GEORGETOWN — People traveling along Mallard Pond Road in Henry Gray Hurricane Lake Wildlife Management Area will soon notice some changes to their route to help eliminate drainage issues responsible for declining forest health on the WMA. AGFC contractors and staff are gearing up to open many plugged drains along the road this year, replacing them with bridges and low-water crossings.

Biologists have identified seven primary drain plugs and structures along the road impeding the flow of water that will be removed and an eighth location that will be remedied if budget and construction time allow.

“The road is essentially acting as a levee, and these plugs were placed over the years to hold water back and increase reliable flooding, but we need to manage this area differently if we are going to benefit the forest and the waterfowl that use it in the long run,” Luke Naylor, AGFC waterfowl program coordinator, said. “We have to let water rise and fall in the system if we’re going to save it, and these plugs need to go.”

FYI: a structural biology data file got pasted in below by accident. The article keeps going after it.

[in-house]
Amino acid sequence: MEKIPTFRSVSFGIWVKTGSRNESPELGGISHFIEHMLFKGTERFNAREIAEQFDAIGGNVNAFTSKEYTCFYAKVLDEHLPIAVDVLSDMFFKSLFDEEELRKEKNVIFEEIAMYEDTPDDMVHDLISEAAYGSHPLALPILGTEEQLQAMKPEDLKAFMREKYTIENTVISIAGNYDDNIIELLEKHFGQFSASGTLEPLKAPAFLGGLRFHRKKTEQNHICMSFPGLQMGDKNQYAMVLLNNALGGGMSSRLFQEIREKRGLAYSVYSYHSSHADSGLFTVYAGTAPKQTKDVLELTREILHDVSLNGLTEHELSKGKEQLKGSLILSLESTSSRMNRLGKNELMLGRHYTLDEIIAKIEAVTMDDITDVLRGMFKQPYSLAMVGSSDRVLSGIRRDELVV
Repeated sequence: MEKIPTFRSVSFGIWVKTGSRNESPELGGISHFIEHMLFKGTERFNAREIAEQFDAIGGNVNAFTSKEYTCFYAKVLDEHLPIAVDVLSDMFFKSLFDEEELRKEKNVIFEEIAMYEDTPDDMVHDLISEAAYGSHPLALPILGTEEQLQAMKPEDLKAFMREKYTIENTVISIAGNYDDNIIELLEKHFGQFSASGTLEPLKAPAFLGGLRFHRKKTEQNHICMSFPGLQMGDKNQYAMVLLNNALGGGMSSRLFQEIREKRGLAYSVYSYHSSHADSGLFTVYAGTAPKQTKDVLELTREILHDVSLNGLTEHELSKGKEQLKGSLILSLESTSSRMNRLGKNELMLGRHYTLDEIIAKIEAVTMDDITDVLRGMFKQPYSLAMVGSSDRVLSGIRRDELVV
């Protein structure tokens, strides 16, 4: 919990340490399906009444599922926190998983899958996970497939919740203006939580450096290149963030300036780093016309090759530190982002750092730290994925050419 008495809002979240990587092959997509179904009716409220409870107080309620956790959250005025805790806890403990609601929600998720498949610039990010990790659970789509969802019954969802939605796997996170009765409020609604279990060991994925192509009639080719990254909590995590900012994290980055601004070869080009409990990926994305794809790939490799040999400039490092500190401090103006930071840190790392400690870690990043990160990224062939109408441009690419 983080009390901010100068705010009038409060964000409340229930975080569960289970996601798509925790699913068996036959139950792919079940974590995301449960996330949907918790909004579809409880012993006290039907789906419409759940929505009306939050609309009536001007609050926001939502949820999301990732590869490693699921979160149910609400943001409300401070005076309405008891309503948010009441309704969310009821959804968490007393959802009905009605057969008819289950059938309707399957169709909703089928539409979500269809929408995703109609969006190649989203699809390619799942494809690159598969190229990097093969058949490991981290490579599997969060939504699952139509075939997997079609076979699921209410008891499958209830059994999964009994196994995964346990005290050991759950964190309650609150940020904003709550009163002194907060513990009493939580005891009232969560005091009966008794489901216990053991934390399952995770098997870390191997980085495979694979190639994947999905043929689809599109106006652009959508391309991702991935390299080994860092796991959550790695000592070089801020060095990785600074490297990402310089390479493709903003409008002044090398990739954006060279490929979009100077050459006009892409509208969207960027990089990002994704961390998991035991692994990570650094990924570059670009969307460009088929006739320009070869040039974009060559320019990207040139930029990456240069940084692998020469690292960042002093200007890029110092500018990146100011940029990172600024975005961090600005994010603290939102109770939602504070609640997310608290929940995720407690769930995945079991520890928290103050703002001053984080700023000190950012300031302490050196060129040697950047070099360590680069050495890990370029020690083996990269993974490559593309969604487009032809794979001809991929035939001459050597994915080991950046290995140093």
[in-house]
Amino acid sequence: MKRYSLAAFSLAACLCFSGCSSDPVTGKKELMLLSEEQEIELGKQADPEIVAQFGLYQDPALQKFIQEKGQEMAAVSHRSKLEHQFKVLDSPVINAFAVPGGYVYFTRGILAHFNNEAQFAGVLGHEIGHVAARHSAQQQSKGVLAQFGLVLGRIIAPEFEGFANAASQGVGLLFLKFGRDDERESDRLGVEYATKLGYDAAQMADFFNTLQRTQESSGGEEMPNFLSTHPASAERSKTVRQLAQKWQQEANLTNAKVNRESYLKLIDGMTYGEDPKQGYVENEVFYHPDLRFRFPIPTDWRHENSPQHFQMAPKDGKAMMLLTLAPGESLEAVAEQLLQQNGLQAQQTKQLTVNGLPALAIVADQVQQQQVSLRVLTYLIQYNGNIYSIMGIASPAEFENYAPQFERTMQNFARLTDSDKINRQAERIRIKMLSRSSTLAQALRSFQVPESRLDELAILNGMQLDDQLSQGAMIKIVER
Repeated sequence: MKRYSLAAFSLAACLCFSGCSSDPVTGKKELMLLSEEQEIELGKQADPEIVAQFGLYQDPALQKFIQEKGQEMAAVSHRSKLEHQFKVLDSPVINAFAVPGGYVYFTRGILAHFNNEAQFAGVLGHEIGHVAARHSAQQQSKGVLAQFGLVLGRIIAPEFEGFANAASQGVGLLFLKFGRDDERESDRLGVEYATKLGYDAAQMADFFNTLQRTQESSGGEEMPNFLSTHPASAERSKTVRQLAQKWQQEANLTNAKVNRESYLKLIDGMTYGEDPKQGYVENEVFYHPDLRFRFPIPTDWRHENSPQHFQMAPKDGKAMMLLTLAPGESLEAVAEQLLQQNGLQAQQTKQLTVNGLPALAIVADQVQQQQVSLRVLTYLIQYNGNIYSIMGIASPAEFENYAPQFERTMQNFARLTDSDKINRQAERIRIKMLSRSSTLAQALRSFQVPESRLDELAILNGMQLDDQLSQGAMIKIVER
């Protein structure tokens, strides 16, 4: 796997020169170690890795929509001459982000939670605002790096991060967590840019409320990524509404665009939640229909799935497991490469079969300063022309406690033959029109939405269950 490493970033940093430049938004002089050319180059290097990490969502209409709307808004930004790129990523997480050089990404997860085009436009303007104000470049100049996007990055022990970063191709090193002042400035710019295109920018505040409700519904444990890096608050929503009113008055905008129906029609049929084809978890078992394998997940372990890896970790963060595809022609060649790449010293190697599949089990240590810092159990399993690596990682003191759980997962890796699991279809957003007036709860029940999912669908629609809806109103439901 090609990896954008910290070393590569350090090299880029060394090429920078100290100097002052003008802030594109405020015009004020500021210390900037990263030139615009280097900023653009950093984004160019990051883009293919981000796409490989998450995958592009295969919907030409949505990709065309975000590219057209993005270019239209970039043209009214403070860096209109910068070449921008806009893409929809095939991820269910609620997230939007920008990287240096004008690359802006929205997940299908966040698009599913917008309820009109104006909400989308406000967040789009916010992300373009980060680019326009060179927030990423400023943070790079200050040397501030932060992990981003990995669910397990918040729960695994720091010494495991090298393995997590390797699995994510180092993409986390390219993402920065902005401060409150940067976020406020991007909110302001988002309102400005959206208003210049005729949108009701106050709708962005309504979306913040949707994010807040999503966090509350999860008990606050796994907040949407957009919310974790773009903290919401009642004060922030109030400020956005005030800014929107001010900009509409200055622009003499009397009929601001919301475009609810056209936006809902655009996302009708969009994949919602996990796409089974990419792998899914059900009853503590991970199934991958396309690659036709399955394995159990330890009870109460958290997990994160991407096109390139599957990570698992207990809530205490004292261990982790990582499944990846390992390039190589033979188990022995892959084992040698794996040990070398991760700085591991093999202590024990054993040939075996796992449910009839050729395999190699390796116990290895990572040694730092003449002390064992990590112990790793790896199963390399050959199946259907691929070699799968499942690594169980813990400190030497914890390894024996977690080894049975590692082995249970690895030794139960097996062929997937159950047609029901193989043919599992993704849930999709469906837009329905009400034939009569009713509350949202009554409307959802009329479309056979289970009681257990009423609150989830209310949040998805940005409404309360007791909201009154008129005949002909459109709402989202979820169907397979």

The project is part of the ongoing battle the AGFC is fighting to maintain the health of seasonally flooded bottomland hardwood forests known as greentree reservoirs on public land in Arkansas. These artificially flooded areas have provided habitat for mallards and other waterfowl for decades, and play a large role in Arkansas’s reputation as the duck-hunting capital of the world. However, changes in the amount of water coming through the system and flooding when the trees are not dormant have taken their toll on many of the species that once provided food and shelter for wintering ducks. Willow oaks, Nuttall oaks and other desirable red oak species have been replaced by overcup oaks and other less beneficial trees, and in some cases, even

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